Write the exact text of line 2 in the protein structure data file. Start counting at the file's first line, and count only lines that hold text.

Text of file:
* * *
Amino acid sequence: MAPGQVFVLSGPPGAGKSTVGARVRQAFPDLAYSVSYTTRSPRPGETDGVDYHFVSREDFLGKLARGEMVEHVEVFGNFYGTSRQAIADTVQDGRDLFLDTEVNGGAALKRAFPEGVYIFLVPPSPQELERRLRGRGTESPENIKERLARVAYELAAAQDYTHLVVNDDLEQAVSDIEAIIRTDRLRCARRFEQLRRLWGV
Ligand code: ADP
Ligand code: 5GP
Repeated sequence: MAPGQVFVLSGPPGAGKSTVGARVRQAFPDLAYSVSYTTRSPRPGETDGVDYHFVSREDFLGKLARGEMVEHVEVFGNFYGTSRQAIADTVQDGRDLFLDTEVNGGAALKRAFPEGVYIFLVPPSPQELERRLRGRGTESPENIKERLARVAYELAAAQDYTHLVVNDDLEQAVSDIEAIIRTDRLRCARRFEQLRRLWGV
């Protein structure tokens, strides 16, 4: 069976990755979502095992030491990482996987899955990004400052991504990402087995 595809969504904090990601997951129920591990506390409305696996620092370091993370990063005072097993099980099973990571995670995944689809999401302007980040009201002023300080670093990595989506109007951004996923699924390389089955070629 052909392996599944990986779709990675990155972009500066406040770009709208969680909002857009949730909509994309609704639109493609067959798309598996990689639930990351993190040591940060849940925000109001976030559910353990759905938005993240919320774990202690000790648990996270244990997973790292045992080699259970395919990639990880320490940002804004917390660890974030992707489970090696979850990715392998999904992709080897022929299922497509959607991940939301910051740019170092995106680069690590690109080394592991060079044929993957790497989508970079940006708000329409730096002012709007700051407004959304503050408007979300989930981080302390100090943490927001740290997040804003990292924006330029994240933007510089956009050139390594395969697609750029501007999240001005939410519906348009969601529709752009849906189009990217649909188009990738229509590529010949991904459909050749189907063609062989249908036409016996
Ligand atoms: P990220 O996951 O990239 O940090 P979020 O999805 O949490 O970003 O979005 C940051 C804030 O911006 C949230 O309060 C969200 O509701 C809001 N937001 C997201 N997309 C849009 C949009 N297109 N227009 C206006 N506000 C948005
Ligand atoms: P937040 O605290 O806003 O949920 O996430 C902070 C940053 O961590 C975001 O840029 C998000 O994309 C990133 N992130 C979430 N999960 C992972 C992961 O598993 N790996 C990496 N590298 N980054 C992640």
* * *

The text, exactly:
Ligand code: ADP